Eventually, the Ba'al Teshuvah movement spread to Israel. On the one hand, numerous institutions and organizations were created to teach and influence English-speaking students who arrived in Israel to continue their studies and enhance their Jewish observance. The most prominent are: Kefar Ḥabad (Lubavitcher), Kefar Ḥabad; Magen Avraham, Bene Berak; Diaspora Yeshiva (Har Ẓion), Jerusalem; Or Sameaḥ, Jerusalem; Kollel Or Sameaḥ, Zikhron Ya'akov; Or Sameaḥ Work and Study Program, Givat Ada; D'var Yerushalayim, Jerusalem; Aish Ha Torah, Jerusalem; Kehillat Yaakov, Jerusalem; Hamivtar, Efrat; Shapell College, Jerusalem; Neve Yerushalayim, Jerusalem; Isralight, Jerusalem; Machon Pardes (co-ed), Jerusalem. These institutions, in many cases, function not only as schools, but as the centers of living communities. Many of their students marry, set up homes within the community, continue their studies and, even after the end of formal studies, continue to maintain strong ties with the yeshivah or school. Thus these yeshivot may be seen as the vital center of the entire Ba'alei Teshuvah movement. On the other hand, the native, Israeli society has also witnessed a growing, Hebrew-speaking Ba'al Teshuvah movement. Here, the movers and shakers are primarily Sephardi rabbis, many of whom preach to large crowds, exhorting them to return to their religious roots. On the whole, the Israeli Ba'al Teshuvah movement can be characterized as "right-wing" or ultra-Orthodox.

In the U.S., in 1987 an organization called National Jewish Outreach Program (njop) was created to provide support and in-service training for those engaged in outreach to potential ba'alei teshuvah. Founded by a leading outreach rabbi, Ephraim Buchwald, njop has guided thousands of volunteer teachers and tens of thousands of Jewish adults. They participated in programs advertised via the mass media and taught at Reform, Conservative, and Orthodox synagogues, as well as Jewish non-religious organizations, such as Jewish community centers. There is also a complementary organization called Association for Jewish Outreach Professionals & Programs (ajop), which was founded in 1988.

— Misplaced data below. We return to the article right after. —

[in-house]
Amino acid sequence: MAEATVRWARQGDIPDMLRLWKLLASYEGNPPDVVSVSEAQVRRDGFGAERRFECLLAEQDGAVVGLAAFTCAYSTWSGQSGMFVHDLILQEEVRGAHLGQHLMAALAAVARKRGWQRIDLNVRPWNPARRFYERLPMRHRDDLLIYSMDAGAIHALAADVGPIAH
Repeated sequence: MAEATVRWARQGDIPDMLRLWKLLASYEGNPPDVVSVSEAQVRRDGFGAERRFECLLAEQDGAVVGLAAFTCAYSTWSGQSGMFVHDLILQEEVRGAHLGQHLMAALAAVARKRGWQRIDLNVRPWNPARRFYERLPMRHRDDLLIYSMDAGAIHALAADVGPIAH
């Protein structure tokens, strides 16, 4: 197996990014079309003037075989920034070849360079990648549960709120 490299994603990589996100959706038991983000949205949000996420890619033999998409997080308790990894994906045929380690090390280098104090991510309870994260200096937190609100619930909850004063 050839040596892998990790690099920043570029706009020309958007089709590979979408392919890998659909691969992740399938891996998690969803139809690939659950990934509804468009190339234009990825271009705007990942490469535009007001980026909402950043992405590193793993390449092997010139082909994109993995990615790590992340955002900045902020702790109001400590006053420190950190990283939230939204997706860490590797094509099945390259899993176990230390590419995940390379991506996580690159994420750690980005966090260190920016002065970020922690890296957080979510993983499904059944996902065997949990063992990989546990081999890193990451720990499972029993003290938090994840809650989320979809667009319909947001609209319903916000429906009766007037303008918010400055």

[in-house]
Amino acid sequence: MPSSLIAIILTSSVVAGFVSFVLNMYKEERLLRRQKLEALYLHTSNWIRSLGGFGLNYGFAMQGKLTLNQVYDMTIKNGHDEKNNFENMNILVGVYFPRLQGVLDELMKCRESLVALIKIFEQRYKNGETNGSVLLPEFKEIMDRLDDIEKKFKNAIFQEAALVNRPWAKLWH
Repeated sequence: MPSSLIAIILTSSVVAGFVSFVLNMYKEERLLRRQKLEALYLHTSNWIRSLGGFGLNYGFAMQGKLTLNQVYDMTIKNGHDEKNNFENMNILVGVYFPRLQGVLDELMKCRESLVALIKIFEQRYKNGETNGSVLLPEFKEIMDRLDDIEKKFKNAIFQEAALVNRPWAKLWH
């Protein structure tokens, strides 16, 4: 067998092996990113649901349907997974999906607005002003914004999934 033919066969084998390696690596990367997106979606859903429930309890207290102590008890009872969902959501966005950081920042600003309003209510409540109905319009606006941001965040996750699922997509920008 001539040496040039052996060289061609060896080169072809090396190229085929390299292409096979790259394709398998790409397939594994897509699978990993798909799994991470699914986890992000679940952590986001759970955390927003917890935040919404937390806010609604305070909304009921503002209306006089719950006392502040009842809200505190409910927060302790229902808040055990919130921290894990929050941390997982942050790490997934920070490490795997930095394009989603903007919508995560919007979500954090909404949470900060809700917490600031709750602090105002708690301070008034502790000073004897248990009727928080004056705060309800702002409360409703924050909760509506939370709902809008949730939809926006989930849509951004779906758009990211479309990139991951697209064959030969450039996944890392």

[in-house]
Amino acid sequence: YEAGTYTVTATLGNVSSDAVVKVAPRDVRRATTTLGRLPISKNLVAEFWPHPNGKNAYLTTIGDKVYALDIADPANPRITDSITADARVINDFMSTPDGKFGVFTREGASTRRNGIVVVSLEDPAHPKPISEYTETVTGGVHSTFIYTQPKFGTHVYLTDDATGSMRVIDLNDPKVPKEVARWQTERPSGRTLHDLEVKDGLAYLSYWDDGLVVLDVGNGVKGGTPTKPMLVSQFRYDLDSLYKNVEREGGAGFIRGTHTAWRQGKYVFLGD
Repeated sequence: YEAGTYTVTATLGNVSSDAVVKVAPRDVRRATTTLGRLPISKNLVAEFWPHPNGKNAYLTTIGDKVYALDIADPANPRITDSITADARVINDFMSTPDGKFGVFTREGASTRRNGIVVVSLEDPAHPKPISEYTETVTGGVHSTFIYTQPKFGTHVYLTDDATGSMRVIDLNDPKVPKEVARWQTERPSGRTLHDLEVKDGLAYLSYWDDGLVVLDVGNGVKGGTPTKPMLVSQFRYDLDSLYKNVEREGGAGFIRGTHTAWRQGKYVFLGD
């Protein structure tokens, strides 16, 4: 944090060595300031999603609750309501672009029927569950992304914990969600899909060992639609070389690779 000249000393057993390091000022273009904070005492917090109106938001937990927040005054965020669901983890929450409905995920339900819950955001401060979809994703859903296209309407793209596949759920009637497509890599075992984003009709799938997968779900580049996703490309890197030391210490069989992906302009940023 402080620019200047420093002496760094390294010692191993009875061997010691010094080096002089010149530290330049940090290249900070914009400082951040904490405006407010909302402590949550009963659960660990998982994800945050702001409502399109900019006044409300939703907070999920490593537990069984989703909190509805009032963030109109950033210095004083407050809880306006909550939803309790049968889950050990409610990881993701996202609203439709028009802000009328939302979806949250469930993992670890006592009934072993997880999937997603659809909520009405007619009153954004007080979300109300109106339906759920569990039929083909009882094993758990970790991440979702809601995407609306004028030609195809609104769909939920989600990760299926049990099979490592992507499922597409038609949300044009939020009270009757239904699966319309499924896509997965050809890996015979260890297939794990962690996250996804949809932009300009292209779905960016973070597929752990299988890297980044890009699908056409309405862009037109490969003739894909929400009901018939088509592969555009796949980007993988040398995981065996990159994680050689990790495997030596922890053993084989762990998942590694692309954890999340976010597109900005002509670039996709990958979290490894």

The Ba'al Teshuvah movement, both in Israel and throughout the Diaspora, can certainly claim great success. Though no accurate records exist, literally thousands of Jews have returned to Jewish observance over the past 45 years of the movement's history. The movement has generated a whole library of books aimed at ba'alei teshuvah, strengthened existing and built new communities in Israel and abroad, and experienced its own unique set of problems, such as the growing difficulties in educating and maintaining the observance of the second generation, i.e., the children, of ba'alei teshuvah. Nevertheless, the movement has been an integral element in the resurgence of Orthodoxy throughout the Jewish world over the last half century.


M.H. Danzger, Returning to Tradition: The Contemporary Revival of Orthodox Judaism (2005); D. Klinghoffer, The Lord Will Gather Me In: My Journey to Jewish Orthodoxy (1998).

[Jonathan Chipman /

David Derovan (2nd ed.)]